River White, Like Elephants

ImageThe river was white, like the ivory from elephants, and its bank was lined with fallen trees stretching their branches into the river, like the bones of elephants, the sky was hazy blue and the clouds slightly wispy, there was some sun, bright—especially through the haze, but it was getting late. We were tired from the day of work and drank beer along the rocks. The rocks were black on bottom and white on top—from the river below and the sun above.

“What will you do after this?” she said.



“Somewhere. Coffee shop maybe, maintenance.”

“For how long?”

“Don’t know.”

“Will you go back to school?”


The river sparkled even brighter white, when the sun shone on it. It was probably minerals of some kind. We stared for a while into empty spaces, and the empty spaces stared back at us, mirroring.

“Why do you think the river is like that?”

“You mean all white?” she said.


“I don’t know. Minerals maybe, runoff of some kind.”

“There’s not a factory up the river is there?”

“Don’t think so.”


“Who knows what causes these things.” I said.

“Well, scientists do.” We opened new bottles, filled with beer. A sunshine ale, because it was still hot.

“You think so? I don’t think so. I don’t think anyone knows about these things. I mean really knows, even about the simplest things.”

“Someone has to know.”

“Why, why does someone always have to know?”

“Because someone has to know.”

“I don’t know if anyone does.”

“There has to be answers. What would you tell people?”

“I don’t know.”

“No really what would you tell them if they asked. If you had to answer.” She took a sip of her beer.

“I don’t know.”

“No! If you had to answer.”

“No that’s just it, I would tell them, ‘I don’t know.’”

She looked at me hard, trying to read me. I took a sip of my beer. We continued staring into empty spaces, and she was nervous.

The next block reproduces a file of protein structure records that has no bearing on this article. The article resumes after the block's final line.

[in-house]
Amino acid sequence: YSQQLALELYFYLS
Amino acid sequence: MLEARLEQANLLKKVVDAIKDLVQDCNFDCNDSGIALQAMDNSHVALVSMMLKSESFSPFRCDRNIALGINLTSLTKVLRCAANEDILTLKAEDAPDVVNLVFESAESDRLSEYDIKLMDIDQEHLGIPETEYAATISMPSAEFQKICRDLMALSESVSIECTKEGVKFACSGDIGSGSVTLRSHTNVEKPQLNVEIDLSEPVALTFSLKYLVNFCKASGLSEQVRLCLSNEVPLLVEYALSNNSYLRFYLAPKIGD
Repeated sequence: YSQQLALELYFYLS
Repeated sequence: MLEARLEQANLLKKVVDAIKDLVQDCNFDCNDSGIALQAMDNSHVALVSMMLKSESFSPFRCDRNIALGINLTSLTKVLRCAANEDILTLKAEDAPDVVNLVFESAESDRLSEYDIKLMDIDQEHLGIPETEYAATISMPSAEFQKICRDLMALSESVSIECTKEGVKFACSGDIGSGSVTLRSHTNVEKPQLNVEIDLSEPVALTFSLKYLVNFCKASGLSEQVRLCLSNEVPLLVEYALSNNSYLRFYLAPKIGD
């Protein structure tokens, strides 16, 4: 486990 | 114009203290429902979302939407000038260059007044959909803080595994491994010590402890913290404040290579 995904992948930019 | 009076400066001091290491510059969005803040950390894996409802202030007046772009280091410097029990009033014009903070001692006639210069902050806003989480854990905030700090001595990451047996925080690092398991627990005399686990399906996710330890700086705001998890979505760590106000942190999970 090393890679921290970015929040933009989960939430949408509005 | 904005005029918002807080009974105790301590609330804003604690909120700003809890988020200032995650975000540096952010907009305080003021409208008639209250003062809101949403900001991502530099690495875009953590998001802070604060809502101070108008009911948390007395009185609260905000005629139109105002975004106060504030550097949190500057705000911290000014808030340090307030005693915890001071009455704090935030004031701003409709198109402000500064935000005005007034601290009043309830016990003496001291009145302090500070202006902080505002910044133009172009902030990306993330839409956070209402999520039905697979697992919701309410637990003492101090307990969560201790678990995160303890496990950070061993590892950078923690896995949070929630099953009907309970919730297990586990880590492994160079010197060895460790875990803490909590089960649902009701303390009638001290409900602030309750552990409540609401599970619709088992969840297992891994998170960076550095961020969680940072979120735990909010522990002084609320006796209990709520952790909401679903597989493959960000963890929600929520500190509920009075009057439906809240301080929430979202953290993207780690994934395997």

“Well what do you want to do in the fall?” She was getting slightly perturbed.

I answered, “I don’t know.”

She gave me another look, grittier. The river was still white but the trees began to look black, because the sun was going down.”

“Something of value.” I finally said after a few minutes of silence.

“Like what.”

“I’m going to say the same thing, you know, so please don’t be angry.”

She took another sip of her beer, this time in spite, because she knew the answers. She kept looking at me and I said it again. She got up to leave.

“Are you being honest or are you just being some sad, pathetic creature?”

I said it again.

The birds flew in the air, high, like kites. We continued to sit on the bank, dry from lack of rain. She sat back down.

“It’s not like I want this,” I said. “I don’t. If I could change I would.”

“You can change. It’s not that hard.”

Her face looked irritated, mine tired. She wanted resolution. I didn’t know what I wanted.

“I wish it was that easy. This honesty bleeds into doubt which bleeds into a lack of faith.”

“But if you’re honest you would find the truth… you would find what you’re looking for.”

“You’d think so, right?”

She looked away, into the hills—into the river, white like elephants tusks.

She got up to leave, this time for good I think. I wanted her to stay, I really did. But I also knew that she had to go. And I had to stay. Not that I wanted to. But I had to. I really did.

And she left, for good I think.

 I drank the final sips of the beer. The sun was going down fast now. The bright orange was fading to a dark purple haze.

I sat there not really sure what to do. So I drank and I lit a cigarette, slowly, with care.  I breathed in deep, inhale.

And I tried to exhale. I really did. 

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